Civil rights organizations go back to court to extend vote-by-mail deadline

Voters casting ballots. Photo by Mario Tama/Getty Images

With the coronavirus pandemic dissuading some voters from going to the polls, a coalition of civil rights organizations is pushing for an extended deadline for those unable to vote in Tuesday’s presidential primary.

“Tuesday’s election was fraught with confusion, misinformation, and fear,” according to a joint statement from the coalition.

“The evidence so far is that election day turnout will be low, and thousands of voters were disenfranchised despite record numbers of voters who voted early and by mail.”

After a federal judge in Gainesville denied requests from the group’s federal lawsuit filed on March 16, plaintiffs filed a new petition to extend the vote-by-mail deadline to March 24.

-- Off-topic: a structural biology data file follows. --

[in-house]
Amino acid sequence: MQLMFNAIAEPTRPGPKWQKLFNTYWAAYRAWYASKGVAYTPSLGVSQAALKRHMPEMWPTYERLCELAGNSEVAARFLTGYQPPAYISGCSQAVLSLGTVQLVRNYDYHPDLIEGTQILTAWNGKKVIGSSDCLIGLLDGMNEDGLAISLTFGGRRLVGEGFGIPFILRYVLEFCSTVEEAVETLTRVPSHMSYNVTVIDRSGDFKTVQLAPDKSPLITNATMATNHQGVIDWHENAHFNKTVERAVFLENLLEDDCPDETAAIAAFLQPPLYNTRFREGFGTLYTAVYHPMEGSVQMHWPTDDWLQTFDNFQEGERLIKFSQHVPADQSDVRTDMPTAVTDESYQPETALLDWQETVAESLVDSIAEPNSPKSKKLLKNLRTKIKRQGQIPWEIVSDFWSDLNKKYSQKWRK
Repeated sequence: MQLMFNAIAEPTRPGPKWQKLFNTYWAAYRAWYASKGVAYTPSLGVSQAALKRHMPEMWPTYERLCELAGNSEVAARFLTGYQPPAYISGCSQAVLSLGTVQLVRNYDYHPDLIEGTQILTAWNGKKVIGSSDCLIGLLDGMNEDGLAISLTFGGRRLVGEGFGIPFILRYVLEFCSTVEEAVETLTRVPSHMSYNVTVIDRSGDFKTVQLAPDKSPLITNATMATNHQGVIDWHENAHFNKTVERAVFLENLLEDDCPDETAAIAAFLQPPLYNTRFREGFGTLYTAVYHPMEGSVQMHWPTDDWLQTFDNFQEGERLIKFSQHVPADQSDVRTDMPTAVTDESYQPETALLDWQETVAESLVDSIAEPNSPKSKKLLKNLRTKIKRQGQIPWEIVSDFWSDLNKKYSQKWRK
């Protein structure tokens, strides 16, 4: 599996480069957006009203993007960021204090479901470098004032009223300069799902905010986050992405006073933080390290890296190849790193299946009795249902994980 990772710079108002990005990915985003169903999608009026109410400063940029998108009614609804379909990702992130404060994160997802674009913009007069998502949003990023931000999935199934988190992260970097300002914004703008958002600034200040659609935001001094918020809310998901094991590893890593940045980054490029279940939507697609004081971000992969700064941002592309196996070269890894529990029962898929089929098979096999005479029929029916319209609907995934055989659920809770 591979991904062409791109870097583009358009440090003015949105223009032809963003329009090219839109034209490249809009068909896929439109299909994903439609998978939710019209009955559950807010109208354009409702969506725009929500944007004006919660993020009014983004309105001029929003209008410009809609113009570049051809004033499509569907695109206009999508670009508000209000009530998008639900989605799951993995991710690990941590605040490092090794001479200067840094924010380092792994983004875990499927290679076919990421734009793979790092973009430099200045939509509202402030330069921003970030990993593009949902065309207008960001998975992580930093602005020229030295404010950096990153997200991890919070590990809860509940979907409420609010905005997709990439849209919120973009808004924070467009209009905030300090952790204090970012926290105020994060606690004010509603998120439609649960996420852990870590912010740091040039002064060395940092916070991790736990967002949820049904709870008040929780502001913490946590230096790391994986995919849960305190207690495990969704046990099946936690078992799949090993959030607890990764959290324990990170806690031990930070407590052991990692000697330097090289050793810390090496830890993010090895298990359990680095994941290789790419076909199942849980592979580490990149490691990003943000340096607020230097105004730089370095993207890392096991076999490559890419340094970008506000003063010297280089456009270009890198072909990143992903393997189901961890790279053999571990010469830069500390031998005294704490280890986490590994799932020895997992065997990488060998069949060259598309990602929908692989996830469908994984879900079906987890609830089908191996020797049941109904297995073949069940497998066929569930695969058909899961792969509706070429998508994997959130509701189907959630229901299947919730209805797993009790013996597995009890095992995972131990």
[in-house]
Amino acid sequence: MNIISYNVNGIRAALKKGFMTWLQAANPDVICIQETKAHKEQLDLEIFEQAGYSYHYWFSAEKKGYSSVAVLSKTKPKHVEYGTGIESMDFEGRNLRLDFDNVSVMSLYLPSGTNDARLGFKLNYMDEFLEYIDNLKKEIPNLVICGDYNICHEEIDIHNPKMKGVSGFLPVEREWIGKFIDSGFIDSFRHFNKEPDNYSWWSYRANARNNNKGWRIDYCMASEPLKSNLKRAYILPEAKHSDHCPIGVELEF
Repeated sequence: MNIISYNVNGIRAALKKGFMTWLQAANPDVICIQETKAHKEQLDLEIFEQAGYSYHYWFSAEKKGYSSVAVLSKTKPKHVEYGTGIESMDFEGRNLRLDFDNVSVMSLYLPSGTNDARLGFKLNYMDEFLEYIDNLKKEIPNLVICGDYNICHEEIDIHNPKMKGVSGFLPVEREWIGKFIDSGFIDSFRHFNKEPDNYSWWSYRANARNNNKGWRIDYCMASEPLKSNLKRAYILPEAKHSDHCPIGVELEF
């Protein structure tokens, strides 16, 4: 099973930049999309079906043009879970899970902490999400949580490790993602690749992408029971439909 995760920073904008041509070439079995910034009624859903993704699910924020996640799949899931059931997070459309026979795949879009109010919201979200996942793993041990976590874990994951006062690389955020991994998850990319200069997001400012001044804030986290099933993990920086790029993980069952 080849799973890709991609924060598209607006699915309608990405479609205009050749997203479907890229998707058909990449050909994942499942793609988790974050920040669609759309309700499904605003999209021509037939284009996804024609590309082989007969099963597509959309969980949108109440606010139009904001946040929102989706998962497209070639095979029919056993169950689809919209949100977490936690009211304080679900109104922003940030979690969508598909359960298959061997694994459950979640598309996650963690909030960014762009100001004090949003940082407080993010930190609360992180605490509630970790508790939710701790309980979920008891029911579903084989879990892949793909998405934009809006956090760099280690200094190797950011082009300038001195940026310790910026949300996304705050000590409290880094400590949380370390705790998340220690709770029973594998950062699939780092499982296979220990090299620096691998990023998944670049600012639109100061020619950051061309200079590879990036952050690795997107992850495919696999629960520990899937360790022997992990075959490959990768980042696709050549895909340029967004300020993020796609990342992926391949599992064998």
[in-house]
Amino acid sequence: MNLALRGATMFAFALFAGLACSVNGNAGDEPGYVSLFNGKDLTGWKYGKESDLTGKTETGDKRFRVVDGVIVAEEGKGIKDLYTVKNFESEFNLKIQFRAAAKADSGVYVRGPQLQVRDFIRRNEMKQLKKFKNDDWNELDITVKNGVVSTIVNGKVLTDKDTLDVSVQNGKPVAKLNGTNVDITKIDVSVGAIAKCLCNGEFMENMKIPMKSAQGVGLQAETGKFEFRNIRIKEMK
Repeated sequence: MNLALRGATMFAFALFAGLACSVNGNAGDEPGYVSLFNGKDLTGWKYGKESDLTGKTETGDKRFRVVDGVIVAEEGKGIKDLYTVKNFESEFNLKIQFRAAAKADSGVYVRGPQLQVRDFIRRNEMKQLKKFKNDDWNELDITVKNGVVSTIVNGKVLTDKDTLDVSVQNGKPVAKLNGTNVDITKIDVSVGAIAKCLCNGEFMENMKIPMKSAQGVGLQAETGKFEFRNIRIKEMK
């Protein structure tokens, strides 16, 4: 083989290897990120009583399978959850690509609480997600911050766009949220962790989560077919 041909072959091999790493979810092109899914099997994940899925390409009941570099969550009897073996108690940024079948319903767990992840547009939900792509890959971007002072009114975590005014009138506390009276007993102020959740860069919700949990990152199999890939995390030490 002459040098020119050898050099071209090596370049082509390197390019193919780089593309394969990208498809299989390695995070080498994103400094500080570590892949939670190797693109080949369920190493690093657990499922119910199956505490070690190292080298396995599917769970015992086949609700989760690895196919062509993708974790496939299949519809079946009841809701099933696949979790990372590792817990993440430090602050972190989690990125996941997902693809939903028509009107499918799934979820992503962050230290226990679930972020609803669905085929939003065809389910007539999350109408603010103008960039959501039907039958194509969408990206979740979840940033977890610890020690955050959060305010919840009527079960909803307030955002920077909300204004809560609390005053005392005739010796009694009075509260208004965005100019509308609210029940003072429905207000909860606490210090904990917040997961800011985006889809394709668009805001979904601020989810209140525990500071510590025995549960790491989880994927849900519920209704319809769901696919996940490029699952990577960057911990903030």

Though the requests were rejected Tuesday, Judge Robert Hinkle of the U.S. District Court for the Northern District of Florida, recognized the seriousness of the coronavirus threat to voters, the coalition’s press release said.

Hinkle noted that he was open to the possibility of “appropriate post-election measures,” according to the coalition.

“Hundreds of polling locations across the state were closed or consolidated due to poll-workers not showing up or resigning,” the coalition said. “Despite the difficulties experienced at polling places, the state’s supervisors of elections were making no exceptions to the rules for obtaining emergency vote-by-mail ballots that voters can complete at home and return by the close of polling.”

The organizations allege in court that Gov. Ron DeSantis and Secretary of State Laurel Lee refused to make reasonable accommodations for Floridians affected by COVID-19, the respiratory disease caused by the new coronavirus.